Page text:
Runners know the miles they log on the pavement, trails, and the treadmill are great for keeping them fit and healthy. High on the list of the sport’s many virtues? It is an amazing tool for weight control. But weight loss is a different story. Because you run, you may think you can eat whatever you want and still drop pounds. Unfortunately, that’s not true. Running is only half of the equation. You have to look hard at what and how you eat, too.
Writing down everything you eat may sound tedious, but it pays off: Studies have shown that people who log their food intake regularly keep more weight off than those who don’t take notes. Bonci recommends recording everything you eat for at least one week (and then doing so again every few weeks after that), making sure to include important details, such as when, where, why, and how much you eat. “Reviewing these details will help you glean important information about your habits,” says Bonci, “and highlight ways you can make healthier choices.”Make It Work
“My clients have different systems for keeping a food log,” says Bonci. A notebook will do the trick, as will an Excel sheet, or storing details in your iPhone. Bonci suggests recording whether or not you’re hungry when you eat and grading the day from 1 to 5 (“1” is a day with unhealthy food, and “5” is a superhealthy day). “This can be a reality check,” says Bonci, “like, I’m not doing so badly after all, or My diet is worse than I thought.“
To get an idea of what your log might reveal, review the entries below from test panelist DORENE HELTON. She recorded the first at the program’s outset and the second after making changes that added up to a 20-pound weight loss in 12 weeks.
7:30 a.m., In front of computer
• Bowl of Special K with 1% milk (173 calories)
• 2 cups of coffee with 1/4 cup 1% milk (31)
11:45, Kitchen table
• Tuna sandwich with mayo, relish, 1 slice cheese, 2 slices wheat bread (470)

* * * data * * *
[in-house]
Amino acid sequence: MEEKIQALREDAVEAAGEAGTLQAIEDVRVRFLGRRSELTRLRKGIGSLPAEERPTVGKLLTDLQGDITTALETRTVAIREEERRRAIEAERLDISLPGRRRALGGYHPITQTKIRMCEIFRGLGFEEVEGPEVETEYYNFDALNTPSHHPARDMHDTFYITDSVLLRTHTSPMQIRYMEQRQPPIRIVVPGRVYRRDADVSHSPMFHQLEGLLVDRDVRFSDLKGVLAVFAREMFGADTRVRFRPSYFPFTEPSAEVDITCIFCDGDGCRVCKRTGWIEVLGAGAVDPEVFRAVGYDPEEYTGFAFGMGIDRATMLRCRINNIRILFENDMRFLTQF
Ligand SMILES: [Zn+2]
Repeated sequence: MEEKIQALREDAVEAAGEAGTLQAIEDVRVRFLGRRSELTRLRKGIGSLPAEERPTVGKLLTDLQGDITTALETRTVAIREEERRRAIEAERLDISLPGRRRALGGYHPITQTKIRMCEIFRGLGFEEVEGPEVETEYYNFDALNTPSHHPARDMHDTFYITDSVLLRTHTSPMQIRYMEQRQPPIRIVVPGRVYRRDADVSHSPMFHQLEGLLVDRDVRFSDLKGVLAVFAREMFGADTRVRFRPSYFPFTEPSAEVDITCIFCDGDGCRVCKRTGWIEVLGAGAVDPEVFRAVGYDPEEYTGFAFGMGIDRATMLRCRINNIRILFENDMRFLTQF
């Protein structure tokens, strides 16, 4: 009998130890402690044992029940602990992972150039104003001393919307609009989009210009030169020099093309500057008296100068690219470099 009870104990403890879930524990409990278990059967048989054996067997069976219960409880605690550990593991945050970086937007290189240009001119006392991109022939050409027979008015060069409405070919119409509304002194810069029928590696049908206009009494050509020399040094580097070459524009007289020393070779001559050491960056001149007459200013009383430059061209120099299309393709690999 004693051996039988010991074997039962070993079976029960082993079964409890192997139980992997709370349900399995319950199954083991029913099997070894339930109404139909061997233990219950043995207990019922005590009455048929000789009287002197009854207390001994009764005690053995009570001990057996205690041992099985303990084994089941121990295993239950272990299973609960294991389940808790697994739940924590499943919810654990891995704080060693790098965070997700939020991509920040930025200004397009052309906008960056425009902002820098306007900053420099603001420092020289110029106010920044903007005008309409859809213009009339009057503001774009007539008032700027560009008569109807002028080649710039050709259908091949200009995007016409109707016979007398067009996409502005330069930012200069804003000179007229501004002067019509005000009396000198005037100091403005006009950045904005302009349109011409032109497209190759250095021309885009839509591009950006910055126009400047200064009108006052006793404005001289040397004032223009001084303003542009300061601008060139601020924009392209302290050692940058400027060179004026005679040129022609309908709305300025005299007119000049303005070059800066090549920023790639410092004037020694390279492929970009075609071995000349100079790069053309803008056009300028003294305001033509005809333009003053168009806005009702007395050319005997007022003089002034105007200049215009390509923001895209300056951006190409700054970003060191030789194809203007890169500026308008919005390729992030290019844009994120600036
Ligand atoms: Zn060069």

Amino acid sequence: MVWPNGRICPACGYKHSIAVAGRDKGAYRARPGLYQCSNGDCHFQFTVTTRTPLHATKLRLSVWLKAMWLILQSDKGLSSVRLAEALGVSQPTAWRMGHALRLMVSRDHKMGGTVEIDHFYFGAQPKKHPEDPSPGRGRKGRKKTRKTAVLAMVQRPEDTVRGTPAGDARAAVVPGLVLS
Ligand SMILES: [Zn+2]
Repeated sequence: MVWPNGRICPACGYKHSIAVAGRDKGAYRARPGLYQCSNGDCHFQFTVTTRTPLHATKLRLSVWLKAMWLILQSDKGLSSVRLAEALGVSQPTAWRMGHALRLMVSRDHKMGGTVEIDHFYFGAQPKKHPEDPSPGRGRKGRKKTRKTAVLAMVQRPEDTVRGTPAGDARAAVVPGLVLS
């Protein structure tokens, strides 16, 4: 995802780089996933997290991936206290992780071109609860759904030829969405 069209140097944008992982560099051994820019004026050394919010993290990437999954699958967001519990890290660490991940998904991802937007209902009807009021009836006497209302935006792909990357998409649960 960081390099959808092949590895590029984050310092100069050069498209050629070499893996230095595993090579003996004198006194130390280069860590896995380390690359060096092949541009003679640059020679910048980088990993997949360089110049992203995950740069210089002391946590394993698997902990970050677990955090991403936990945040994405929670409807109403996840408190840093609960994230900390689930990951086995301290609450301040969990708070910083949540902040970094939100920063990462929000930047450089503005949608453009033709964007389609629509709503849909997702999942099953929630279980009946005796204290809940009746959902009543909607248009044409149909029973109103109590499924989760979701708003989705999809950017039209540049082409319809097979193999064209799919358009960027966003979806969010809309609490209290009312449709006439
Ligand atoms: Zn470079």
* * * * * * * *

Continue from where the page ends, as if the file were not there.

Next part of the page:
• 1 glass 1% milk (105)
2:30 p.m., In car
• Starbucks medium caramel latte with whipped cream (420)
3:30, Kitchen table
• 1/2 apple and water (47)
7:00, Kitchen table
• 8-ounce steak, 1/2 cup mushrooms, 6 asparagus spears (452)
• 6 strawberries (23)
• 1 glass 1% milk (105)
9:00, In front of TV
• 5 crackers (88)
Total: 1,914 calories
Helton used to get a caffeine fix from sugary drinks. Now she has coffee for a fraction of the calories.
Helton realized she was mindlessly eating (and taking in unnecessary calories) watching the tube.
7:30 a.m., Kitchen table
• Kashi Go Lean Crunch with blueberries (200)
• Cup of coffee with fat-free milk (14)
10:00, Kitchen table
• Medium coffee with fat-free milk (28)
12:30 p.m., Kitchen table
• Turkey sandwich with 2 oz turkey, thin layer of mayo, 1 slice cheese, 2 slices whole-wheat bread (380)
• 4 celery sticks, 4 cherry tomatoes (21)
• 1 banana (105)
4:15, Kitchen table
• Balance Bar and apple (295)
8:45, Kitchen table
• 6-inch Subway sweet onion chicken teriyaki sandwich with lettuce, onion, and sweet peppers (380)
• 1 cup fat-free milk (91)
Total: 1,514 calories
Helton adds antioxidant-rich blueberries to her filling, high-fiber cereal.
On days she doesn’t get home until late, she has a high-protein afternoon snack so she doesn’t overeat at dinner.
RULE 2: MEASURE WHAT YOU EAT
Get out a cereal bowl. Fill it as you normally would with your favorite brand. Read the label to find out the serving size and the calories per serving. Look at what’s in your bowl. Is it more than a serving? Less? Chances are it’s more than you think. Pour it into a measuring cup to find out.
“We measure with our eyes,” says Bonci, “and our eyes are terrible judges of portions.” Case in point: A study in the American Journal of Preventive Medicine found people serve themselves up to 53 percent more ice cream when simply given a larger scooper and bowl. And since research shows people eat about 92 percent of whatever is in front of them, it pays to know what an appropriate serving should look like. The only way to know that is to measure what you’re eating.
Make It Work
While it may seem like a hassle at first, measuring out food can quickly become part of your daily routine. And after a few weeks of practice, you’ll begin to train your eyes and brain to recognize what a serving should look like without having to actually measure. But first, you need the right tools to get started.
KEEP EQUIPMENT HANDY
Leave a set of measuring cups and spoons on your kitchen counter so you remember to use them.
Put a collapsible measuring cup in your favorite breakfast cereal so it’s easy to measure during your morning rush.
Read the label on snack foods, and divide cookies, crackers, pretzels, and chips into individual servings. Store each in an airtight bag or container.
MAKE YOUR MARK
Read the label on block cheese to find out how many servings are in the package, then score the cheese appropriately.